1 in 5 adults smoke cigarettes, but according to the Centers for Disease Control, a smaller percentage of people smoke today than 20, 30, even 40 years ago.
Officials say those who do smoke, have a better chance of quitting today than they did in the past because of advancements in quitting technology.
Ty Grissett is with "Smoke Free Horry," a program aimed at helping people in Horry County quit smoking. "We've got science on our side and by having science on our side we've got more medicine available now that wasn't available less than 20 years ago."
Grissett is a health coordinator and a registered nurse and says the new options are critical to quitting. "Research shows that if someone wants to quit smoking, they need to combine the nicotine replacement therapy - the patches, gum and lozenges - with also counseling."
To compete with an increasingly anti-smoking public sentiment, tobacco companies have introduced their own lines of "safer" products. From smokeless packets, called Snus, to tobacco lozenges and even a new moist smokeless tobacco that one company claims has less carcinogens than other smokeless products.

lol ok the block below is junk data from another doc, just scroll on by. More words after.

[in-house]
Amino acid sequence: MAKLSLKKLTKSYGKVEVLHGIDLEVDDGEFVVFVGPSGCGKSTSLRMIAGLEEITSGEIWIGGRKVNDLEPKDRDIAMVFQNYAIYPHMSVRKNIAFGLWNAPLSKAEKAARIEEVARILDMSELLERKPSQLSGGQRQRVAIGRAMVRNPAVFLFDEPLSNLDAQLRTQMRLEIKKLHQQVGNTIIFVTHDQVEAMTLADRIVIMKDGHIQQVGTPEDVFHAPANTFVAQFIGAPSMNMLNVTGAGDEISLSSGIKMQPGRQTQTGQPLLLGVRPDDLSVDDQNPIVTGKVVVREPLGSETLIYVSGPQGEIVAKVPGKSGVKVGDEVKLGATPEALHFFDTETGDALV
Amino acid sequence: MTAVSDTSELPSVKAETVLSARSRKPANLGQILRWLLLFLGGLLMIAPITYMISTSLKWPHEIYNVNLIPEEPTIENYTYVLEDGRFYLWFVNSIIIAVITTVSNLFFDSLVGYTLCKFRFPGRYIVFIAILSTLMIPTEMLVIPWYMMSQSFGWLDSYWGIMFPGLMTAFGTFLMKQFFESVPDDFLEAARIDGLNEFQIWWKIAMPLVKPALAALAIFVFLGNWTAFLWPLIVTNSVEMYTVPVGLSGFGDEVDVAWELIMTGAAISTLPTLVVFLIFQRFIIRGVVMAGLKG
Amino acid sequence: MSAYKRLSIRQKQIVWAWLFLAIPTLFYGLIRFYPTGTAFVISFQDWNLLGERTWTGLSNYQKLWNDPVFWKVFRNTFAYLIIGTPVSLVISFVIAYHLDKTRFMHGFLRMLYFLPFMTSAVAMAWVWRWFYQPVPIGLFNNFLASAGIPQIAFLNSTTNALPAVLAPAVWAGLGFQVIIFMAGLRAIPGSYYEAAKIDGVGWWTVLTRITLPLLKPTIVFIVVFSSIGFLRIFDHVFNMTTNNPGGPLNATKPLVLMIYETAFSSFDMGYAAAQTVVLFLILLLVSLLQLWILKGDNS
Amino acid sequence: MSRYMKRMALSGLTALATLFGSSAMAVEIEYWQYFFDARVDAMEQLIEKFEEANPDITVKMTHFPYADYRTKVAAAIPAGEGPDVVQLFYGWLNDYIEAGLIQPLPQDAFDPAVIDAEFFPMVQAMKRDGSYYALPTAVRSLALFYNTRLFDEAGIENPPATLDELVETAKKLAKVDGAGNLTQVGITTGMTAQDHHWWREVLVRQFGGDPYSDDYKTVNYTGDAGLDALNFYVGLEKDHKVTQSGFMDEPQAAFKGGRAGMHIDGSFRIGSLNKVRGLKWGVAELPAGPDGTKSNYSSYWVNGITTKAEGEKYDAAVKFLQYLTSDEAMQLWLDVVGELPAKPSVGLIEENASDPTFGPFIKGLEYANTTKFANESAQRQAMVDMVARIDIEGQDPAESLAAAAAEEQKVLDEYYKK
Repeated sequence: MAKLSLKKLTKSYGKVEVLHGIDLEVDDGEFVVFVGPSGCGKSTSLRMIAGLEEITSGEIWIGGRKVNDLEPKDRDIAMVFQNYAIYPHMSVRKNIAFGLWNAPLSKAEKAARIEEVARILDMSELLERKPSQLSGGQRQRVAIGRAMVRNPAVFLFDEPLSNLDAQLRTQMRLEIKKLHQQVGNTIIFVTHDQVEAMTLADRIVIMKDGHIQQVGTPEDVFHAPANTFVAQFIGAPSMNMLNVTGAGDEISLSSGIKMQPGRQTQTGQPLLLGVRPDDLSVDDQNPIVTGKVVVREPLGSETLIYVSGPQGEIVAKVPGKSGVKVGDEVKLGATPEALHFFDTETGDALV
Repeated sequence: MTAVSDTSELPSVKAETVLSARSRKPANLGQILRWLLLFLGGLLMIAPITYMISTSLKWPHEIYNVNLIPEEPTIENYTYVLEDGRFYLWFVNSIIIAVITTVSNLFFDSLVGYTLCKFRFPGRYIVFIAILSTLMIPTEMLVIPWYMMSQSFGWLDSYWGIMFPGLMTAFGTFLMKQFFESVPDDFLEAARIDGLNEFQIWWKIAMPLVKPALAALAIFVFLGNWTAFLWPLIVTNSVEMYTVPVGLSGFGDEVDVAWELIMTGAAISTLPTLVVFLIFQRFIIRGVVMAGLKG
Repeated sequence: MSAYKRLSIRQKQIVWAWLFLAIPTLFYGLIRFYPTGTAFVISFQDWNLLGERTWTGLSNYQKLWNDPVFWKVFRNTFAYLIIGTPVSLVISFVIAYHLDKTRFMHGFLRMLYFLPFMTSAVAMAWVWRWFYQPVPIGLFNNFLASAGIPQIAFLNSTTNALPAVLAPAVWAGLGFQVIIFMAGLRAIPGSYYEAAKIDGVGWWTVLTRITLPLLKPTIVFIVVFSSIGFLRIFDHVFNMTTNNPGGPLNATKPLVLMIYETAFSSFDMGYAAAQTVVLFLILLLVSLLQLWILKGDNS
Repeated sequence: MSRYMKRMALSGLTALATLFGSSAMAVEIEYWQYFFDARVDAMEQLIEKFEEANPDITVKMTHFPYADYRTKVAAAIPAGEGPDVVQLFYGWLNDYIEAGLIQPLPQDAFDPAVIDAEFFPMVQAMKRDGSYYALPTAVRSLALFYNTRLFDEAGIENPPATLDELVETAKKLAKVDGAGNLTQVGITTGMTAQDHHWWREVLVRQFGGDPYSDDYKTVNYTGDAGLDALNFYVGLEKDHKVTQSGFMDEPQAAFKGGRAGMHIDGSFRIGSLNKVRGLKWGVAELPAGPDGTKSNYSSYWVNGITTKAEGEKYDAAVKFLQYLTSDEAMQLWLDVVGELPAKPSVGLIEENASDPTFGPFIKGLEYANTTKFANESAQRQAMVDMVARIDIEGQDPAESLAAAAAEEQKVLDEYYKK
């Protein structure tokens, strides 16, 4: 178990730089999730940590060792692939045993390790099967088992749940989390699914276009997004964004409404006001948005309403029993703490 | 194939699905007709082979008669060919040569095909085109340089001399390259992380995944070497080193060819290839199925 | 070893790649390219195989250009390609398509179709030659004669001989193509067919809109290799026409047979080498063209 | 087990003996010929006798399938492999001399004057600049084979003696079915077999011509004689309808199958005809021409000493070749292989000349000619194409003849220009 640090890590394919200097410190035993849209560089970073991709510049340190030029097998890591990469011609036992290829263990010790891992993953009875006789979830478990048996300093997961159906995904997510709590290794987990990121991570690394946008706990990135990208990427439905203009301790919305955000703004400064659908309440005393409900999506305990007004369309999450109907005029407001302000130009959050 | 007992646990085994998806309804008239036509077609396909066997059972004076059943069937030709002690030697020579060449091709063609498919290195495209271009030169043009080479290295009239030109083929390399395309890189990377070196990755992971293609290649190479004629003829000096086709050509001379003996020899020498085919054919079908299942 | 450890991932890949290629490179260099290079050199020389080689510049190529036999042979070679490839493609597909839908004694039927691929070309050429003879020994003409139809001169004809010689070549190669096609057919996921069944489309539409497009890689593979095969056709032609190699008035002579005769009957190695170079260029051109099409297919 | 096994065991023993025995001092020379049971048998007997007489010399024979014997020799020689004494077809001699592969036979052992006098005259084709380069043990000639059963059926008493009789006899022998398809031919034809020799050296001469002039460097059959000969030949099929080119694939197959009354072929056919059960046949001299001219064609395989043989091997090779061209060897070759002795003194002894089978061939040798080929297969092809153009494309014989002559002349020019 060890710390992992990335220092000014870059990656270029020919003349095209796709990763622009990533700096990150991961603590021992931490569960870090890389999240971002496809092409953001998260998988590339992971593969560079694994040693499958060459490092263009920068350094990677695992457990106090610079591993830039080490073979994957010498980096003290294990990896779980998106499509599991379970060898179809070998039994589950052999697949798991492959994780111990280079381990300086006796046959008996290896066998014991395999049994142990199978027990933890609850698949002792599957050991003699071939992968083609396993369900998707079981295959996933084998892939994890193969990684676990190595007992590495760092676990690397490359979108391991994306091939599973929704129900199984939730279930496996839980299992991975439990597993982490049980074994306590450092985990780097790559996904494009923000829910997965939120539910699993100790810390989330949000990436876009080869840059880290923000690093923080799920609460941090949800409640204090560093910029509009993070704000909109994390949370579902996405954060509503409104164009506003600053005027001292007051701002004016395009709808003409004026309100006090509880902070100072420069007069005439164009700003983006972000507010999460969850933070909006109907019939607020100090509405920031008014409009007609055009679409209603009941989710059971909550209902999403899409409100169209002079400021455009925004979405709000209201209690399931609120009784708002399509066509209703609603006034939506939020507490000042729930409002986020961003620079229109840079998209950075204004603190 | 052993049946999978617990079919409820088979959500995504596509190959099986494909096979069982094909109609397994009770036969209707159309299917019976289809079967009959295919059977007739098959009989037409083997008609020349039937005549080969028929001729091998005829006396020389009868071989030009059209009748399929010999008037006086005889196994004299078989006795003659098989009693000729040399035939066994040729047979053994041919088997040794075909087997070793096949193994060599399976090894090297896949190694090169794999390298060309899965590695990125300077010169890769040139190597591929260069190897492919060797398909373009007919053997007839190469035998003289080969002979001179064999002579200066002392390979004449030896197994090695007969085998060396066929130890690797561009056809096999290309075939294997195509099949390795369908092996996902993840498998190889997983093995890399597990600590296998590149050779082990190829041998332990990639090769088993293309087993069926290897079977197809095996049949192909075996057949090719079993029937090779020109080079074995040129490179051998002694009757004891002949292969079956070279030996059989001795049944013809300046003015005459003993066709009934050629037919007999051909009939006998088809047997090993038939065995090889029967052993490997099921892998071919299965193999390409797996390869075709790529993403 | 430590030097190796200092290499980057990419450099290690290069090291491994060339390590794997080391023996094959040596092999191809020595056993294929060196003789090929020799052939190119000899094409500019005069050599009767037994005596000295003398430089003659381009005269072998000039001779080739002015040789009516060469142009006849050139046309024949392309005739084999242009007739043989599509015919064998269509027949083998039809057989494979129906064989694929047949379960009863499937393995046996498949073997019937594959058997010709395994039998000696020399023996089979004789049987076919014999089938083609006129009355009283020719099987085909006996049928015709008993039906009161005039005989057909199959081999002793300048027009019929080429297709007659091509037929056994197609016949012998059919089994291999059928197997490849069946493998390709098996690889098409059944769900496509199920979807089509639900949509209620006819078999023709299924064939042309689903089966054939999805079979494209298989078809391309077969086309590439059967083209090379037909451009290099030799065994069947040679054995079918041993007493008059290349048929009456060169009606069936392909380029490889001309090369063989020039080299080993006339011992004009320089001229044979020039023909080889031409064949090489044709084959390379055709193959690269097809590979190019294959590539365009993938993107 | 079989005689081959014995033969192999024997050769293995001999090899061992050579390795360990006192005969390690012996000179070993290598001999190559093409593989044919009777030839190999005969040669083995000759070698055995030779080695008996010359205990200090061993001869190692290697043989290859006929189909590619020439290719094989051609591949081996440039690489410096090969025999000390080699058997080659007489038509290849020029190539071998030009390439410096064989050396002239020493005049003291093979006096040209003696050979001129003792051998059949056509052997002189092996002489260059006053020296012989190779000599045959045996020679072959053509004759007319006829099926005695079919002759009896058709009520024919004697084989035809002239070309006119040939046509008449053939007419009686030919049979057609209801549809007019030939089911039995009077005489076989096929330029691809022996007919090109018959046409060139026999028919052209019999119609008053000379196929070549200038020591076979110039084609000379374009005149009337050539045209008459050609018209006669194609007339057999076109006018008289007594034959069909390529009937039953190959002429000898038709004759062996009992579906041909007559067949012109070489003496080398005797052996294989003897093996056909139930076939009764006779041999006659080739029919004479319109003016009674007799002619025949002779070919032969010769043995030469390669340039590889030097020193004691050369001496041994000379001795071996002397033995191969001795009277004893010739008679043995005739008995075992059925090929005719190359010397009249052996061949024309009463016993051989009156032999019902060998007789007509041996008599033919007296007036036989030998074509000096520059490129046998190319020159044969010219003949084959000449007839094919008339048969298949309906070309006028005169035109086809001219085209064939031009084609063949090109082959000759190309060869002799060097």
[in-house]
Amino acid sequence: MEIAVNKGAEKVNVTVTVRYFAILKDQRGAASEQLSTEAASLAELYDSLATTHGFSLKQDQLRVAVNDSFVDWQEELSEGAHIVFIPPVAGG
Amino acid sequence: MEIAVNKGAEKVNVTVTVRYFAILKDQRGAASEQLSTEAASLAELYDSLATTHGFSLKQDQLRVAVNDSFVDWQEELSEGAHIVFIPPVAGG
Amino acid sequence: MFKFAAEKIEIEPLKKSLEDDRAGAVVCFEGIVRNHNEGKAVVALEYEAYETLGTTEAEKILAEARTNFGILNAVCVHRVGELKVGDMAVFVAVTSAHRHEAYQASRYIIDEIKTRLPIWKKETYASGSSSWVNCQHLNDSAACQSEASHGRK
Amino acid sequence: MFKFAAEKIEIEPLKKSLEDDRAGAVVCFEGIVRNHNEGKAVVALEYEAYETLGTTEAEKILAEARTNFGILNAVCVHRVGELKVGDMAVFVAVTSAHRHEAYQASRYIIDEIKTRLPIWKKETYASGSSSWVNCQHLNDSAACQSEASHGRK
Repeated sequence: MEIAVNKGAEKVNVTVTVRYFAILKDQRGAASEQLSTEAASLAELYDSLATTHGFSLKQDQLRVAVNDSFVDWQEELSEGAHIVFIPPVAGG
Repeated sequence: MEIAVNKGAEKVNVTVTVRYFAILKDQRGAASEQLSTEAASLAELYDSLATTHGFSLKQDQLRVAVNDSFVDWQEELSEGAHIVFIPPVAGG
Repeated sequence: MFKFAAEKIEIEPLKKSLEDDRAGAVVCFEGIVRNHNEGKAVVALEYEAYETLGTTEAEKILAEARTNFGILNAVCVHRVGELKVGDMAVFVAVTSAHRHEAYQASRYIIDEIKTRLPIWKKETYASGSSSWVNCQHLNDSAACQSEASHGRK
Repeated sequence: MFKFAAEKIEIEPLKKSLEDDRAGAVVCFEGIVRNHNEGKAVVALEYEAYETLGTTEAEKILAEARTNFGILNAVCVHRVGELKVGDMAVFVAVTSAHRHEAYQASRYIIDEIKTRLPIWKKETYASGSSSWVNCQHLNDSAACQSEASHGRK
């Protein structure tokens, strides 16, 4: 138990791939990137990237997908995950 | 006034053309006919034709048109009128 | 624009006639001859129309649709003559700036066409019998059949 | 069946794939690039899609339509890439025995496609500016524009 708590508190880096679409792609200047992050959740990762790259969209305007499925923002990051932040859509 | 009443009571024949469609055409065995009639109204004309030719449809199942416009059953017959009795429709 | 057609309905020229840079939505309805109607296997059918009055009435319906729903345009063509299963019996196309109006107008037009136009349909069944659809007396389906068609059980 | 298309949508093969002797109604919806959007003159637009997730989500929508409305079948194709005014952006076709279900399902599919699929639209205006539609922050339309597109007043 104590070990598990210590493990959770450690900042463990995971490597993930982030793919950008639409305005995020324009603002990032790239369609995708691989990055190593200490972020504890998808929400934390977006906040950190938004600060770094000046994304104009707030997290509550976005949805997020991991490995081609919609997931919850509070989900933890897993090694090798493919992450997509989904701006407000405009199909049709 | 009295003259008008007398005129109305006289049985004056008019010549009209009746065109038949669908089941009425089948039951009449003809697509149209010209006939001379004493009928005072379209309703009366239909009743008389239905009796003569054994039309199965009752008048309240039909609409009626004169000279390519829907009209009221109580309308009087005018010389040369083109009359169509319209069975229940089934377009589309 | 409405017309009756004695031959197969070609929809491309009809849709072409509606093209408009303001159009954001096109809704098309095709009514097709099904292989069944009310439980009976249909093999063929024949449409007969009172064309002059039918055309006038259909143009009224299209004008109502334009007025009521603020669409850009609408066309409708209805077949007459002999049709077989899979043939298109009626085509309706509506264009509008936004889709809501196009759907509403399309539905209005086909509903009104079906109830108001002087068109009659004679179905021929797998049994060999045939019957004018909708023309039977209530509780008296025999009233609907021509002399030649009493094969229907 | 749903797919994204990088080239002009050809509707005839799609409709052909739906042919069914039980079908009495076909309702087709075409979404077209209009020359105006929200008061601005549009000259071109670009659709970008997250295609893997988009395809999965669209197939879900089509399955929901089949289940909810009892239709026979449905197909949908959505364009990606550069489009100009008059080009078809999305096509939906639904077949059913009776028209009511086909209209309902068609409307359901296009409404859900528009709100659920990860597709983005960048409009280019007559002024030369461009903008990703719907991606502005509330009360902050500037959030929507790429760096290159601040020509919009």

Then there are e-cigarettes. They give you the nicotine without the smoke, just a liquid vapor that's battery powered. Nicks Cigar World in North Myrtle Beach considered selling the e-cigarette but had second thoughts. "They're not cheap. You get the initial machine and then after you buy the cartridges, they last a while and the other aspect is that there's just not enough information out there. They're not safe yet, other countries are banning them," said Jamie Goebel, the cigar shop manager.
Grissett says, whatever reason a smoker is quitting, must be bigger than the addiction itself. "Is it because their kids? They want to stop for them? Is it for health reasons? Whatever compels them to stop smoking, that will be the determining factor if it's going to last long term or not."
Smoke Free Horry offers smokers a way to quit that's specifically designed for the individual smoker and includes free nicotine patches, gum and lozenges.
Another option for smokers is prescription medication.
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